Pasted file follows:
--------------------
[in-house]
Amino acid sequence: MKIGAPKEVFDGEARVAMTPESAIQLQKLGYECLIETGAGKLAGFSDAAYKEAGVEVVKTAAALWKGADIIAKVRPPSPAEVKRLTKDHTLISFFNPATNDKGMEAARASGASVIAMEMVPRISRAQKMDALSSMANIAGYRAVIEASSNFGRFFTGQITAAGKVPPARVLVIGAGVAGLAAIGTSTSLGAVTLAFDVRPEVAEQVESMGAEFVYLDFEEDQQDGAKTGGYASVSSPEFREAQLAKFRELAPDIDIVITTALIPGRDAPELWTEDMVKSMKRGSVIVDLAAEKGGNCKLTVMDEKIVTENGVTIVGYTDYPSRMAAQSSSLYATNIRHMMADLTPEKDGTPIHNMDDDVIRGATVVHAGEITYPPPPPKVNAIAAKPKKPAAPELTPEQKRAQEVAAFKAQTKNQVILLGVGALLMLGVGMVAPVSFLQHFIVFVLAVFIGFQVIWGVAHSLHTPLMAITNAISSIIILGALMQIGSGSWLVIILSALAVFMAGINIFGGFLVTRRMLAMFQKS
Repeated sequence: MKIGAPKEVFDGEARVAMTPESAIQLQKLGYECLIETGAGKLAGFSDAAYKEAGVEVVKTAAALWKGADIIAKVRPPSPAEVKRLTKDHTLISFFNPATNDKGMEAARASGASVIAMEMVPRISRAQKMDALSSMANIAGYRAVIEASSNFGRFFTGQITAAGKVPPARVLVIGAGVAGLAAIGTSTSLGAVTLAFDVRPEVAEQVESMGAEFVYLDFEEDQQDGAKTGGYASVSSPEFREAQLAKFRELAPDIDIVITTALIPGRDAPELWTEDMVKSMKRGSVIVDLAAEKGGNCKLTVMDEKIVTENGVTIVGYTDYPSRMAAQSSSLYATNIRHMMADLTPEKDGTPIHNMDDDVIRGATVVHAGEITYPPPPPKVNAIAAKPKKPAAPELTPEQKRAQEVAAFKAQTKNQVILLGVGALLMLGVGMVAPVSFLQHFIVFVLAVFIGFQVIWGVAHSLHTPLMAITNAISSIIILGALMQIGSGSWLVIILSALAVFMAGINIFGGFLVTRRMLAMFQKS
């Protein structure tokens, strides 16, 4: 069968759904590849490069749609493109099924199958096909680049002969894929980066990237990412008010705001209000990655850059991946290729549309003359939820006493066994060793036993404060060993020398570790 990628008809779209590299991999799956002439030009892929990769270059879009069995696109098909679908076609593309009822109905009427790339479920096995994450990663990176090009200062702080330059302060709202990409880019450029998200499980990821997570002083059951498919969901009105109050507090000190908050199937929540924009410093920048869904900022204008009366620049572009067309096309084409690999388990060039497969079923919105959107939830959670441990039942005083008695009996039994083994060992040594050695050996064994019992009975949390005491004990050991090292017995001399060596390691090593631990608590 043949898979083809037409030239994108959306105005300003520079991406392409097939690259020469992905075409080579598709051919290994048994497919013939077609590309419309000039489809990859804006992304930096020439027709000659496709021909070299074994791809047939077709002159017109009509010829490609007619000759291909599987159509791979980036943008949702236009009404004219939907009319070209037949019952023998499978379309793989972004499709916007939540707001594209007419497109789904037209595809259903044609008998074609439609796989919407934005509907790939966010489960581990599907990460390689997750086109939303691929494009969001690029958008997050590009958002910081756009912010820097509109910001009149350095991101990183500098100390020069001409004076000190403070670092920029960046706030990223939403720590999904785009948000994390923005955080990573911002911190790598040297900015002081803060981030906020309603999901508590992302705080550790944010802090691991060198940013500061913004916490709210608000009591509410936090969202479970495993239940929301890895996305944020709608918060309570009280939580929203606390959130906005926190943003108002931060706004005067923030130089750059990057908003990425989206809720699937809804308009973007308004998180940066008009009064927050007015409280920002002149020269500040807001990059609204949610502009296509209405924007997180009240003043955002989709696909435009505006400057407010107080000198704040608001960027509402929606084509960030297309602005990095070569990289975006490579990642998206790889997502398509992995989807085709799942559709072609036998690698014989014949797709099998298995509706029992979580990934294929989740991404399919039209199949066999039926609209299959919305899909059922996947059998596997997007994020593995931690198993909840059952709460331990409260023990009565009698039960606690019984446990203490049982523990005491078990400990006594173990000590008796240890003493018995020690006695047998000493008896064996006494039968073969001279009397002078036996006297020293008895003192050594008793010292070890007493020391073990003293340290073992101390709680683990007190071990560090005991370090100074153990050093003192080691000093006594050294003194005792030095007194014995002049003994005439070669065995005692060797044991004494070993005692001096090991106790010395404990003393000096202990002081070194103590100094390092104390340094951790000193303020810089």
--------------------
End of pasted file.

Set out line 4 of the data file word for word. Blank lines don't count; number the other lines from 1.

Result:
């Protein structure tokens, strides 16, 4: 069968759904590849490069749609493109099924199958096909680049002969894929980066990237990412008010705001209000990655850059991946290729549309003359939820006493066994060793036993404060060993020398570790 990628008809779209590299991999799956002439030009892929990769270059879009069995696109098909679908076609593309009822109905009427790339479920096995994450990663990176090009200062702080330059302060709202990409880019450029998200499980990821997570002083059951498919969901009105109050507090000190908050199937929540924009410093920048869904900022204008009366620049572009067309096309084409690999388990060039497969079923919105959107939830959670441990039942005083008695009996039994083994060992040594050695050996064994019992009975949390005491004990050991090292017995001399060596390691090593631990608590 043949898979083809037409030239994108959306105005300003520079991406392409097939690259020469992905075409080579598709051919290994048994497919013939077609590309419309000039489809990859804006992304930096020439027709000659496709021909070299074994791809047939077709002159017109009509010829490609007619000759291909599987159509791979980036943008949702236009009404004219939907009319070209037949019952023998499978379309793989972004499709916007939540707001594209007419497109789904037209595809259903044609008998074609439609796989919407934005509907790939966010489960581990599907990460390689997750086109939303691929494009969001690029958008997050590009958002910081756009912010820097509109910001009149350095991101990183500098100390020069001409004076000190403070670092920029960046706030990223939403720590999904785009948000994390923005955080990573911002911190790598040297900015002081803060981030906020309603999901508590992302705080550790944010802090691991060198940013500061913004916490709210608000009591509410936090969202479970495993239940929301890895996305944020709608918060309570009280939580929203606390959130906005926190943003108002931060706004005067923030130089750059990057908003990425989206809720699937809804308009973007308004998180940066008009009064927050007015409280920002002149020269500040807001990059609204949610502009296509209405924007997180009240003043955002989709696909435009505006400057407010107080000198704040608001960027509402929606084509960030297309602005990095070569990289975006490579990642998206790889997502398509992995989807085709799942559709072609036998690698014989014949797709099998298995509706029992979580990934294929989740991404399919039209199949066999039926609209299959919305899909059922996947059998596997997007994020593995931690198993909840059952709460331990409260023990009565009698039960606690019984446990203490049982523990005491078990400990006594173990000590008796240890003493018995020690006695047998000493008896064996006494039968073969001279009397002078036996006297020293008895003192050594008793010292070890007493020391073990003293340290073992101390709680683990007190071990560090005991370090100074153990050093003192080691000093006594050294003194005792030095007194014995002049003994005439070669065995005692060797044991004494070993005692001096090991106790010395404990003393000096202990002081070194103590100094390092104390340094951790000193303020810089």